Tasha Sturm, of Cabrillo College did this hand print on a large TSA plate from her 8 1/2 year old son after playing outside. Is that cool, or what? You can read more about that at Microbe World. I so wish I could do this.

Next up, a kickstarter for a book about a dog and her owner moving to a new place, because everyone knows that moving to a new place can be very unsettling, especially when you’re a child. There’s a bit of a twist…



Vivian the Dog Moves to Brooklyn by Mitch Boyer + Vivian the Dog.

And yesterday, Siobhan blogged about a new children’s book, Introducing Teddy.


Starting as a Kickstarter project, this picture book features Thomas the teddy and Errol who are best friends. They do everything together, riding bikes, playing in the garden, and eating in the tree house. But one day, Thomas doesn’t feel like playing. Even a visit to the park won’t cheer him up. When Errol asks what is wrong, Teddy says that he is worried that if he tells Errol that Errol won’t want to be his friend any more. After Errol reassures him, Teddy admits that he has always felt in his heart that he is a girl teddy, not a boy teddy. When the two meet Ava, she demonstrates that girls can be anything they want, including inventing robots and wearing their hair without a bow. It’s a gentle look at gender identity.

This is Walton’s first picture book and it is inspired by her father’s transition from male to female. In the picture book, she makes sure to keep everything at a level that small children can understand. It’s a book that speaks to gender and will also work for children who may not be transgender but feel that they don’t fit into the limits that society puts them into. It’s a book that celebrates being who you are and not being afraid to tell others what is in your heart.

You can read more about the book here.

Bees Gain Congressional Allies.



Pollinators are under huge amounts of stress, struggling to survive as habitats are destroyed, systemic pesticides are applied to crops, and climate change throws off once-reliable weather patterns. Now, a new bill hopes to give these essential insects and animals a boost.

The bill, introduced Thursday by Sen. Jeff Merkley (D-OR), would increase funding and improve cooperation among federal agencies that are working on getting pollinator numbers back up. If signed into law, the bill would set a goal for the USDA and other agencies of conserving, restoring, or enhancing 3 million acres of forage habitat — i.e. fields of flowering plants and shrubs — a step towards the goal of 7 million acres of pollinator habitat set by the White House in 2014. It would also create more financial incentives for farmers to plant bee-friendly plants — including wildflowers, sunflowers, buckwheat, and native grasses — and using natural predators, instead of pesticides, to ward off pests. And it would create grant opportunities to fund programs that monitor pollinator health and numbers.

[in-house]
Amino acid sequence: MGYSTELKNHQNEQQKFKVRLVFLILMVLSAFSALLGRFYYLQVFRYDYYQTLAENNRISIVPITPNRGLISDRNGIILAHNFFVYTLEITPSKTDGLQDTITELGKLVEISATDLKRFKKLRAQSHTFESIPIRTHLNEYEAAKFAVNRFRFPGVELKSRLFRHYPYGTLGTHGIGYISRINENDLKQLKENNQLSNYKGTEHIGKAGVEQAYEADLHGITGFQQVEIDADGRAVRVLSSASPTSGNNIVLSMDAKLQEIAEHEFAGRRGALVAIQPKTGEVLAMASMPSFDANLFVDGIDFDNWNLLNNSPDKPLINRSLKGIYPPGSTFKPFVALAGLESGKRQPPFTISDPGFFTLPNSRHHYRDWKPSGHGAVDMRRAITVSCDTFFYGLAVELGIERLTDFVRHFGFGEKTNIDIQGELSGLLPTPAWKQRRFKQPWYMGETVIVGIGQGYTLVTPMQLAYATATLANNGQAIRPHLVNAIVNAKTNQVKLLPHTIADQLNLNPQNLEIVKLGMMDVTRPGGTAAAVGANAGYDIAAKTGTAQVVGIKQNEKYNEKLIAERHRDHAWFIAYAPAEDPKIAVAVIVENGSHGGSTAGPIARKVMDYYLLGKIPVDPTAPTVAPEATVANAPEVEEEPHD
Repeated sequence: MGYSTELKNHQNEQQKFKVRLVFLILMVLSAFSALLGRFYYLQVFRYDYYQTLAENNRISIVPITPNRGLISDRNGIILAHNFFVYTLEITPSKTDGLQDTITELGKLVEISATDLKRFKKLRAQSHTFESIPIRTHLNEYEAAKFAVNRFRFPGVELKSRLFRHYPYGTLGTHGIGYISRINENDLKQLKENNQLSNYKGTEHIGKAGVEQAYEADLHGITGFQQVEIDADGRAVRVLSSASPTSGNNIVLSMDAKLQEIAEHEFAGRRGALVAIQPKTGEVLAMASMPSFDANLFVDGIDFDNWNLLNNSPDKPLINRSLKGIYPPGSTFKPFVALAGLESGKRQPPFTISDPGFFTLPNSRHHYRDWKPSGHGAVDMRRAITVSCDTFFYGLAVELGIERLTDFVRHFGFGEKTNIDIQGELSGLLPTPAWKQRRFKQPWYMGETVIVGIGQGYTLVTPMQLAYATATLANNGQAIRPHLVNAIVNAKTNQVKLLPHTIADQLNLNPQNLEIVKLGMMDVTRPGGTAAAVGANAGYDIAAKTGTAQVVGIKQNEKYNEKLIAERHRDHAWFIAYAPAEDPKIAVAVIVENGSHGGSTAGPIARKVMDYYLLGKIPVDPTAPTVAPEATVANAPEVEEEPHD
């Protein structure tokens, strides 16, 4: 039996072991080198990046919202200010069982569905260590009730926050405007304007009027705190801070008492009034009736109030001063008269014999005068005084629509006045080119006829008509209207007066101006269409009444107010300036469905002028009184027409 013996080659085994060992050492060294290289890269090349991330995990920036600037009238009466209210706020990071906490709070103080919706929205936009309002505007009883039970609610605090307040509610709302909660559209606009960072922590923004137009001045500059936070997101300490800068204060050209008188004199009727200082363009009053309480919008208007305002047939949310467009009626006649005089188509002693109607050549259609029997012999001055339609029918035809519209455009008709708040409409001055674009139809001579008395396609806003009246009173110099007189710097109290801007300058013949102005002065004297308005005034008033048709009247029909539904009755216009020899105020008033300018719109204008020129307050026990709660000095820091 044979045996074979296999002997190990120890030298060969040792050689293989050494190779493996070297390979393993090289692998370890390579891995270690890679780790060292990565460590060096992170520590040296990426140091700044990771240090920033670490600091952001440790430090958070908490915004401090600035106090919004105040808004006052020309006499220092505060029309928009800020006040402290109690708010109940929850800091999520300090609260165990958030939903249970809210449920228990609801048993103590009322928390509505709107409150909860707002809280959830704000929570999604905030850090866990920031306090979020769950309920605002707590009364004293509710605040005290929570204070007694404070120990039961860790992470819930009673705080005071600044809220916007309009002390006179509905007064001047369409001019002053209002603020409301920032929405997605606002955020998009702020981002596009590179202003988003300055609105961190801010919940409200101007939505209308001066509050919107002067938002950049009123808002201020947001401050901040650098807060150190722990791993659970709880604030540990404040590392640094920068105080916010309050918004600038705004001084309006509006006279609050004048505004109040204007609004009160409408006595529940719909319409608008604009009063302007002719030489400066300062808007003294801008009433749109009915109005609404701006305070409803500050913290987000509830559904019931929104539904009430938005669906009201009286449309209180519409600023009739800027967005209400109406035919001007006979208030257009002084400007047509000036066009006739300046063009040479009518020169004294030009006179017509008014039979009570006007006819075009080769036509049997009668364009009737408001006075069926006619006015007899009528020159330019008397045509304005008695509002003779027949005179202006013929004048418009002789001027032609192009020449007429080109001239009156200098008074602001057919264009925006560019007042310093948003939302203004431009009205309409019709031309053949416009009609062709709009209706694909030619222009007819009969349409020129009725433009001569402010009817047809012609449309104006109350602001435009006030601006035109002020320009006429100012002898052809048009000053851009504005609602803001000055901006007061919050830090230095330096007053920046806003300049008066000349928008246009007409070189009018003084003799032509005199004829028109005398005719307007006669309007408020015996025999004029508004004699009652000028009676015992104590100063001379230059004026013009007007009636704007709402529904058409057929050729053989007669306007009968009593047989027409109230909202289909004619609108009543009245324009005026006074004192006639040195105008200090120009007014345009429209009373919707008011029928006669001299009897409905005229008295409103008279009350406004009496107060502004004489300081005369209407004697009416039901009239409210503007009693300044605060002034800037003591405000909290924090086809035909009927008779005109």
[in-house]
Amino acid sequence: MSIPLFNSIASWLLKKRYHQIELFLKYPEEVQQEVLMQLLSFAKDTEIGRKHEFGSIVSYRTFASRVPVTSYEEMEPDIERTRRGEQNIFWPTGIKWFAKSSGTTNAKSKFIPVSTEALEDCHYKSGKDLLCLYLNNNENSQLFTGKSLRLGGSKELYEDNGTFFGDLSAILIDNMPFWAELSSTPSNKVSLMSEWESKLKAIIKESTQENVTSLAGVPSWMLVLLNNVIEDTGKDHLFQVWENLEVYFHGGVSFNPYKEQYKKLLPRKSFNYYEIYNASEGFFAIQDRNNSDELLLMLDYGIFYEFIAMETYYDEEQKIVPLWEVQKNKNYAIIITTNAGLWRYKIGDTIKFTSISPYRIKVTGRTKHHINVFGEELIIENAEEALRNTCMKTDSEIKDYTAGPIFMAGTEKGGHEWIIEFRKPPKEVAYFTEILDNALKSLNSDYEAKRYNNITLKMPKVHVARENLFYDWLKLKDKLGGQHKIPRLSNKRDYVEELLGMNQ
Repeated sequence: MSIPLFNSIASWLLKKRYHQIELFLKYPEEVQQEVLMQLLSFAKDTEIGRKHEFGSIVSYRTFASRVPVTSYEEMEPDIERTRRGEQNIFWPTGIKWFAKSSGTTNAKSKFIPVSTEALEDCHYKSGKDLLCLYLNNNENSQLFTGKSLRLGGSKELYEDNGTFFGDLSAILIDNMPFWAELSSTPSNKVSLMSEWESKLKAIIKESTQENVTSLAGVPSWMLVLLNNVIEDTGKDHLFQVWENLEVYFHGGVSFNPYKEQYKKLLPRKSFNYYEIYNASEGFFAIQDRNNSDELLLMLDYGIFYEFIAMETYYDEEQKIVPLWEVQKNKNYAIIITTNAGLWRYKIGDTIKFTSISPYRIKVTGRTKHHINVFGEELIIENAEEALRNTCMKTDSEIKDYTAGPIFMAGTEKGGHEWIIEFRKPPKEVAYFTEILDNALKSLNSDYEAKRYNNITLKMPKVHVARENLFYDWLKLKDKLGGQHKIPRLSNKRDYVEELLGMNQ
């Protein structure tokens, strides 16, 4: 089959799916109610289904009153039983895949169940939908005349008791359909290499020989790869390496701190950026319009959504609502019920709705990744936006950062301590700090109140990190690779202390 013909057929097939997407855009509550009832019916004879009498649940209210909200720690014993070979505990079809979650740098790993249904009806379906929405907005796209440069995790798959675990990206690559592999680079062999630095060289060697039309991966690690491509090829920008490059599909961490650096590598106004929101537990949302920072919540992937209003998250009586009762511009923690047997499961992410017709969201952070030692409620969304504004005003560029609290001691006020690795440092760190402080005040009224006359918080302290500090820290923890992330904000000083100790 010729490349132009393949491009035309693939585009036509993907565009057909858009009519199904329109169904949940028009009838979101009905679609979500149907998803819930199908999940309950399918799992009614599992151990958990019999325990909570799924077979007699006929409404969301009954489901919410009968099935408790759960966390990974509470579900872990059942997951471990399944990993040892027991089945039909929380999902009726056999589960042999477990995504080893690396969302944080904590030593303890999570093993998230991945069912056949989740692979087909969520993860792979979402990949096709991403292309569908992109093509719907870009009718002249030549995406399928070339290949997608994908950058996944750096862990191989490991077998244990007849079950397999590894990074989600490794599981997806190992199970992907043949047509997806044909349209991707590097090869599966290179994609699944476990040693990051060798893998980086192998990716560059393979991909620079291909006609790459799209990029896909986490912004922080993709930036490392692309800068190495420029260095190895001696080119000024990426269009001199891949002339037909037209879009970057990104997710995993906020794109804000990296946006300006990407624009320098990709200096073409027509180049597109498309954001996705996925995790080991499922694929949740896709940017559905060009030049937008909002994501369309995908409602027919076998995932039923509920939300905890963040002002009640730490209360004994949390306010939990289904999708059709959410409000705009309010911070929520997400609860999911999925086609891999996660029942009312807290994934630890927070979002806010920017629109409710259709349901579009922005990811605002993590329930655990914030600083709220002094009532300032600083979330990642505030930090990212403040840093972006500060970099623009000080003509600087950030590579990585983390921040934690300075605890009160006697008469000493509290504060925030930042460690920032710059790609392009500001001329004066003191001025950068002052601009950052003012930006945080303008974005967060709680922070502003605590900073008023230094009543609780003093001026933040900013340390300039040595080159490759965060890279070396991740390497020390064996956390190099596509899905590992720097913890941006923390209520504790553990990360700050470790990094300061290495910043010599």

“It’s easy to forget about the critical role pollinators play in our food systems,” Merkley said in a statement. “But if we’re not careful, we will only realize their importance when it’s too late and our agricultural industry has been decimated by their disappearance. Let’s take action now instead.”

Merkley is right: Pollinators play an essential part in getting food on the plates of Americans — and people around the world. According to a report released earlier this year, 75 percent of global food crops depend on pollination, and $235–$577 billion worth of these crops are affected by pollinators every year. Some crops depend on highly specialized pollinators, and would cease to exist without them: The chocolate midge, for instance, is the only insect that can pollinate the cacao plant.


This week in particular — dubbed National Pollinator Week by the USDA and Department of Interior — has been a major one for pollinator activists. On Wednesday, Minnesota beekeeper James Cook parked a truck full of millions of dead bees outside of the Environmental Protection Agency, a stop that marked the end of the bus’s country-wide tour. He and other activists also delivered a 4-million-signature petition to the EPA, urging the agency to ban neonicotinoids and other bee-harming pesticides.